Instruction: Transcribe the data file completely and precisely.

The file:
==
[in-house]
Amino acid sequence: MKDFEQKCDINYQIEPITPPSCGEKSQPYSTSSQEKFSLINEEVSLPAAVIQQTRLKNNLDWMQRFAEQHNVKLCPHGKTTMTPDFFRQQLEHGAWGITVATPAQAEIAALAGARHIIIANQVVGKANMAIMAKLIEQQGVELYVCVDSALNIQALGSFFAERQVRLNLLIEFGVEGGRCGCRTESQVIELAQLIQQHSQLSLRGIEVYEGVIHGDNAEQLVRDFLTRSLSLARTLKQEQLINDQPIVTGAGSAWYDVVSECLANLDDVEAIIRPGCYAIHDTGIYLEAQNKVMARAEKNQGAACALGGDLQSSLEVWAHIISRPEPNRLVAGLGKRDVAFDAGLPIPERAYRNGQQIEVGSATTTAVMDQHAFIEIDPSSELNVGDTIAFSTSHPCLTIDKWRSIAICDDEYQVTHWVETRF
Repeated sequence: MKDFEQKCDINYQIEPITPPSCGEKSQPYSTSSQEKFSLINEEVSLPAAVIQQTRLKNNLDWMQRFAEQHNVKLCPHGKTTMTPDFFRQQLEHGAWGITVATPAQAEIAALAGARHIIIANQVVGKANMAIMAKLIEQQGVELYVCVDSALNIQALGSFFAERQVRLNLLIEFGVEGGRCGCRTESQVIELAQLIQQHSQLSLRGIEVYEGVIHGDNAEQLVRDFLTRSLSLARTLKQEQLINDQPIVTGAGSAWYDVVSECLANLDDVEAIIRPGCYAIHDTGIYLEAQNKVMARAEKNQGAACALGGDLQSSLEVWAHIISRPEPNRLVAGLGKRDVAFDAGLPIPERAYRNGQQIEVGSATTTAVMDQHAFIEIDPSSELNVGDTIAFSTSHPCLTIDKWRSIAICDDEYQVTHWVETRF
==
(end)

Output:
[in-house]
Amino acid sequence: MKDFEQKCDINYQIEPITPPSCGEKSQPYSTSSQEKFSLINEEVSLPAAVIQQTRLKNNLDWMQRFAEQHNVKLCPHGKTTMTPDFFRQQLEHGAWGITVATPAQAEIAALAGARHIIIANQVVGKANMAIMAKLIEQQGVELYVCVDSALNIQALGSFFAERQVRLNLLIEFGVEGGRCGCRTESQVIELAQLIQQHSQLSLRGIEVYEGVIHGDNAEQLVRDFLTRSLSLARTLKQEQLINDQPIVTGAGSAWYDVVSECLANLDDVEAIIRPGCYAIHDTGIYLEAQNKVMARAEKNQGAACALGGDLQSSLEVWAHIISRPEPNRLVAGLGKRDVAFDAGLPIPERAYRNGQQIEVGSATTTAVMDQHAFIEIDPSSELNVGDTIAFSTSHPCLTIDKWRSIAICDDEYQVTHWVETRF
Repeated sequence: MKDFEQKCDINYQIEPITPPSCGEKSQPYSTSSQEKFSLINEEVSLPAAVIQQTRLKNNLDWMQRFAEQHNVKLCPHGKTTMTPDFFRQQLEHGAWGITVATPAQAEIAALAGARHIIIANQVVGKANMAIMAKLIEQQGVELYVCVDSALNIQALGSFFAERQVRLNLLIEFGVEGGRCGCRTESQVIELAQLIQQHSQLSLRGIEVYEGVIHGDNAEQLVRDFLTRSLSLARTLKQEQLINDQPIVTGAGSAWYDVVSECLANLDDVEAIIRPGCYAIHDTGIYLEAQNKVMARAEKNQGAACALGGDLQSSLEVWAHIISRPEPNRLVAGLGKRDVAFDAGLPIPERAYRNGQQIEVGSATTTAVMDQHAFIEIDPSSELNVGDTIAFSTSHPCLTIDKWRSIAICDDEYQVTHWVETRF